I arrived in Calgary on June 14 in a downpour with the temperature at only 8C. After a quick bite I headed for the pre-ride registration at Deerfoot Mall.
Needless to say, with the cold wet weather, there wasn’t a lot of activity. I had pre-registered online and received a lot of e-donations but also had one cheque to hand in. It didn’t take long to get through the registration trailer, get my bag of goodies, and be ready for the ride. Registering online ahead of time is the preferred method as it lets the organizers know how much food to have available along with other supplies.
Once the rain stopped, more and more people began to arrive. Steve Adair, Co-Chair for the Calgary Ride For Dad Chapter, said that having too many people was a good problem to have.
I sort of understand how the weather keeps some people away. There were a number of people who came to Friday registration in their cages as they had already shined and polished their bikes and didn’t want to have to do that again Saturday morning. I pointed out that the rain had washed all the bugs off my bike on the way down from Edmonton but that concept seemed foreign. I had heard of something called The Man Van that was going to be out on Saturday and wondered if it was to haul around all these fair-weather riders. That thought couldn’t have been further from the truth.
A city record 637 riders signed up for the 2013 Calgary Motorcycle Ride for Dad on June 15.
Saturday morning was again a rush of late registrants and Ryan King, Ride For Dad Secretary, was having a hard time getting a rough idea of the number of bikes as this was a different start location from previous years and his eyes weren’t calibrated to the different size/shape of the parking lot. When all was said and done, 2013 set a record for the Calgary Ride For Dad with 637 bikes.
The Police-escorted Parade Route took us 30 KM down Deerfoot Trail – Calgary’s major North-South freeway – and, with the Calgary Police doing a fine job of blocking all other traffic, it was almost a little freaky to be able to relax and just ride along and not worry about the usual participants in the ‘Deerfoot 500’ (the local nickname arose due to the excessive speed and erratic behaviour so many people exhibit while driving on this road).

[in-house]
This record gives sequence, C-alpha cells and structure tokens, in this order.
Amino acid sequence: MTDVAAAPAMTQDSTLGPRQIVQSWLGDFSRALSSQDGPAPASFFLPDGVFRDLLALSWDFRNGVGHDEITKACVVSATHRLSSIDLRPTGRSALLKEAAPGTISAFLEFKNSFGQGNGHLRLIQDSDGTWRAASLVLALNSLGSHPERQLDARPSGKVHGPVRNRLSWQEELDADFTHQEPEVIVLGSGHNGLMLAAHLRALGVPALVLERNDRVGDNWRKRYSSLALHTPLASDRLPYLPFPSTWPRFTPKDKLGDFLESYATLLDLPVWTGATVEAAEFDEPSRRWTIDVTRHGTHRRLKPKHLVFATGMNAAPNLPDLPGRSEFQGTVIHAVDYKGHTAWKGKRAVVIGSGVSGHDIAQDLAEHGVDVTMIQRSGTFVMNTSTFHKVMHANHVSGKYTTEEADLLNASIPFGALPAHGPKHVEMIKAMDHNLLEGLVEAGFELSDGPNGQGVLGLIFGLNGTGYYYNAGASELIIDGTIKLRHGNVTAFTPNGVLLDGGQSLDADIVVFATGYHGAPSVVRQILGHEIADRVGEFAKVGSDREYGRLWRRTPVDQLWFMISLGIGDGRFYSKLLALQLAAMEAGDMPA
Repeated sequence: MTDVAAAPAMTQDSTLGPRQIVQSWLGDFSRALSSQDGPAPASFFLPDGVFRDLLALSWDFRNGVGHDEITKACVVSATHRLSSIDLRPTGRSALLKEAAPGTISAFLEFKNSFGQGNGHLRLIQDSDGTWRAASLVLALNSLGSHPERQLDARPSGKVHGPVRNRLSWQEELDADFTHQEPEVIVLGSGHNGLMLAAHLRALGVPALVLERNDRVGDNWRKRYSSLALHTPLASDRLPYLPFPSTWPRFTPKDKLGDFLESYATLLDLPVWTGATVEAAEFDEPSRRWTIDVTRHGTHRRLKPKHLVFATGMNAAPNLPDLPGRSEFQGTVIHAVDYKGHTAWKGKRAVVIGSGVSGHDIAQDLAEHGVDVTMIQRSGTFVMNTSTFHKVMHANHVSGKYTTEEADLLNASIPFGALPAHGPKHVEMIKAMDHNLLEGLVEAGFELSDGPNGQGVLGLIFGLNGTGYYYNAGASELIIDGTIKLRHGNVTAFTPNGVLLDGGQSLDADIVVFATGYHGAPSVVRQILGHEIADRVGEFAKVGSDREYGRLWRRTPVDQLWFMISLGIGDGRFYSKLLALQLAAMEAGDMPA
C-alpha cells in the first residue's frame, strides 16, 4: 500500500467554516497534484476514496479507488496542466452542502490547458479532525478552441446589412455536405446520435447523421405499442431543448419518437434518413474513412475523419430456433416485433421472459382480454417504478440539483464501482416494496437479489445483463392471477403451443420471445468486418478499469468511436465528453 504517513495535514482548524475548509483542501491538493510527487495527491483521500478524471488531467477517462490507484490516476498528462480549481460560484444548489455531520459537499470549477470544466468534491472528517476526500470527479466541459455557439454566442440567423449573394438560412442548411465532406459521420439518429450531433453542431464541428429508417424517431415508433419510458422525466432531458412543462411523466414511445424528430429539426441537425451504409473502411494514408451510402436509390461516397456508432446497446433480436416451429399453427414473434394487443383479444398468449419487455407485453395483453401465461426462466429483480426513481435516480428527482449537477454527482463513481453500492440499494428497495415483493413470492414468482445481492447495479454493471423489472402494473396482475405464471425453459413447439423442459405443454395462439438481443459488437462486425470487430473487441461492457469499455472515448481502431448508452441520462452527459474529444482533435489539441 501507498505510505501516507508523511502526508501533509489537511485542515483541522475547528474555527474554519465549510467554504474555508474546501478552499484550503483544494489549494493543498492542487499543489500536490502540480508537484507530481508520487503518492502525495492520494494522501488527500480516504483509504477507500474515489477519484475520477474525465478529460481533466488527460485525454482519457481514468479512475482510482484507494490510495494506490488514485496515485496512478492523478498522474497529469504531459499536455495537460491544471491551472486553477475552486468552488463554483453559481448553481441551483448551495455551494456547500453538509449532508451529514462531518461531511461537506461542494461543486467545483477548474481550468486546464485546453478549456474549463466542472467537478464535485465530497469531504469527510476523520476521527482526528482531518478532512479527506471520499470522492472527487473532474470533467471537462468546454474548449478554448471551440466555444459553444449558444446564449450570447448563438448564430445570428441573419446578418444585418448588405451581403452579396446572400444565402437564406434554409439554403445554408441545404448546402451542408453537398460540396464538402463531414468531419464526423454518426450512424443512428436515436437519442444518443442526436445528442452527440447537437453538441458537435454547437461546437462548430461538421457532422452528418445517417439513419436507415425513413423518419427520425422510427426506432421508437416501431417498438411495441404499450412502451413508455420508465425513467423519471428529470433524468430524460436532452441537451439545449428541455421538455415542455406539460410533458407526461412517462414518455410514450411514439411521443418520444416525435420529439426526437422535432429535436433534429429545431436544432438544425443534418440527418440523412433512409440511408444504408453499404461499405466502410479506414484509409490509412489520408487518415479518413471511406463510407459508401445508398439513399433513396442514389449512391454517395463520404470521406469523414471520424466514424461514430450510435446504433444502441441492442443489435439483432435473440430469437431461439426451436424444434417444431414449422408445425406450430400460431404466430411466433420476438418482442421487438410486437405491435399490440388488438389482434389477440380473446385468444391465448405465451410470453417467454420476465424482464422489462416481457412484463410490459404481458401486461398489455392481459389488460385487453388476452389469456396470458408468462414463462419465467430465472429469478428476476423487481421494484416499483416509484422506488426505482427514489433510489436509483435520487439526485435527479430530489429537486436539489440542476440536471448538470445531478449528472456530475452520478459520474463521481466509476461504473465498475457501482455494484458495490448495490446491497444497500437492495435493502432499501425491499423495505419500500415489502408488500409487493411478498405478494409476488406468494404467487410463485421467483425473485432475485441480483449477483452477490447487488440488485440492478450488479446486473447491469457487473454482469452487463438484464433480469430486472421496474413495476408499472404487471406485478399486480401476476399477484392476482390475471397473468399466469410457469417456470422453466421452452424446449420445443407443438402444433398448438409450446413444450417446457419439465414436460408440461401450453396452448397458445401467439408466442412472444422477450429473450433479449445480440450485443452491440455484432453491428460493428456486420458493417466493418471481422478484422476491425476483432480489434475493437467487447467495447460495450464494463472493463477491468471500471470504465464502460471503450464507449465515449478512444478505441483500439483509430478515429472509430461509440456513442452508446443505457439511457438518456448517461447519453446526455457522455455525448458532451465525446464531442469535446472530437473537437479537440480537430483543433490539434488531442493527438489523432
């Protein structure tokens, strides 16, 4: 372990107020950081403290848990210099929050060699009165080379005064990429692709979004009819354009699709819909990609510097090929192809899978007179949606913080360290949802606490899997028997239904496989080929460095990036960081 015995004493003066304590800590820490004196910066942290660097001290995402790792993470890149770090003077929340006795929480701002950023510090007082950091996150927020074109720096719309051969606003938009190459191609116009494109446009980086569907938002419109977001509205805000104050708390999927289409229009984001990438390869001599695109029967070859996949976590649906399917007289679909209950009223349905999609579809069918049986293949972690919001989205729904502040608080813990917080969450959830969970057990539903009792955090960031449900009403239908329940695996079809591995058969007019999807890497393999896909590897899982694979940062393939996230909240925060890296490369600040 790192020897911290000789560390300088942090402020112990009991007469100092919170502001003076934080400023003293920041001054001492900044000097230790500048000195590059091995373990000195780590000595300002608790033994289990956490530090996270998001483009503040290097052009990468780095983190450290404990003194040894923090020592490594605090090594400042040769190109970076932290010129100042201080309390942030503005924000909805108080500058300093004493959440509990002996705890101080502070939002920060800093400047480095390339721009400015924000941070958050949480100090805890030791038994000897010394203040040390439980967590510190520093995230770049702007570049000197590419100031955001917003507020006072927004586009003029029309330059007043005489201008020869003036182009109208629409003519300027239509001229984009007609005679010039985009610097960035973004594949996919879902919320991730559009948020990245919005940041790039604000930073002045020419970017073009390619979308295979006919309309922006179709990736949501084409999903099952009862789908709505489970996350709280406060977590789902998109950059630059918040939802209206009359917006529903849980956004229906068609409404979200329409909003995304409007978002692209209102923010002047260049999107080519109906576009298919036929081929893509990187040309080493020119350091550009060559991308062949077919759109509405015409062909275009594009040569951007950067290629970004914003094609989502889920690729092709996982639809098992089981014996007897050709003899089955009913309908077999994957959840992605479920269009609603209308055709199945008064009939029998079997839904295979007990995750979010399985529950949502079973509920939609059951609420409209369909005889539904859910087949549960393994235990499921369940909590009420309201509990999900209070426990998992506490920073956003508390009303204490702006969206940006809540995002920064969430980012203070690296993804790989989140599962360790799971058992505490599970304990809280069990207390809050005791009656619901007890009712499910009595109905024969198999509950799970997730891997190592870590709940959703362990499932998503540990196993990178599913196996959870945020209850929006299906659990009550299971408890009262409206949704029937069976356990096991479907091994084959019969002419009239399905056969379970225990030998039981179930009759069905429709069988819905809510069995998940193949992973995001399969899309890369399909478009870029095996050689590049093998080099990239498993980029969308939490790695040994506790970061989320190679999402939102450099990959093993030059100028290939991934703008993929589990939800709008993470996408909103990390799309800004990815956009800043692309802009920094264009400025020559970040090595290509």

Police block an on-ramp to Deerfoot Trail as the Parade Route winds along the busy stretch of city highway.
The Ride broke up into smaller groups at the end of the Parade Route. There were a lot of clubs who headed off together and individual riders, like myself, either tagged along with others or headed out on our own. I had a few photo-op locations picked out so ended up riding with different groups as the day went along.
As much as my wife and I have ridden around Southern Alberta there were things on the ride that I had never seen. The Okotoks Erratic (Big Rock) is thought to have been hauled down from Jasper by Glaciers thousands of years ago. It’s a big rock! And we usually take the fun route along Secondary Highway 762 but Highway 22 is entertaining enough in its own right (and darned scenic as well.)
While it's hard to see in this photo, the Okotoks Erratic provided a stunning backdrop for one of the ride stops.
Riders had a stop in Bragg Creek for their fourth Poker Card before reaching the end of the ride at Springbank Park where there was live entertainment and a BBQ and prize draws and auctions. Amanda Higgs was introduced as the top donation earner with $10,000, and a preliminary total of $106,000 was announced for all riders. Taking into account the numerous corporate sponsors, the Calgary Ride For Dad usually turns over 103% of rider donations for research and awareness – simply amazing!
I had received $3600 in donations which included the $1000 matching amount from Inside Motorcycles. Thank you to all my family, friends, and co-workers for responding in such a resounding fashion to my emails.
And amazingly, the weather had turned out to be wonderful on Saturday.
Which brings me back to The Man Van.
The Man Van is a mobile PSA screening vehicle that Calgarians are fortunate to have.
When I saw it in the parking lot on Saturday morning I went over and asked the driver what he would do now that he didn’t have to play chauffeur for all the fair-weather riders. John explained that The Man Van is actually a mobile PSA Screening Vehicle (getchecked.ca) and that there would be two nurses in the vehicle at the end of the ride to take blood samples and start the baseline/screening process for Prostate Cancer. He must have sensed my Scottish heritage because he continued on to tell me the test was FREE! And they drive around to where people are. You don’t even have to go out of your way.
Well, sign me up.
I talked to so many wonderful people on the weekend and heard so many stories that the experience was almost overwhelming. Luckily, our eldest daughter lives in Calgary and I was spending the weekend at her house and that helped keep things in perspective. Saturday dinner with her in-laws and a nice brunch on Father’s Day. If those experiences don’t make a person want to take care of their health I don’t know what will.
So get checked. It’s really a couple of simple procedures. Yes, both the Digital Rectal Exam and the PSA Blood Test.
And watch for the next issue of Inside Motorcycles for a fresh recap of both the Niagara and Calgary Rides for Dad!
Top fundraiser Amanda Higgs brought in a whopping $10,000!
-- By R. Bruce Thomas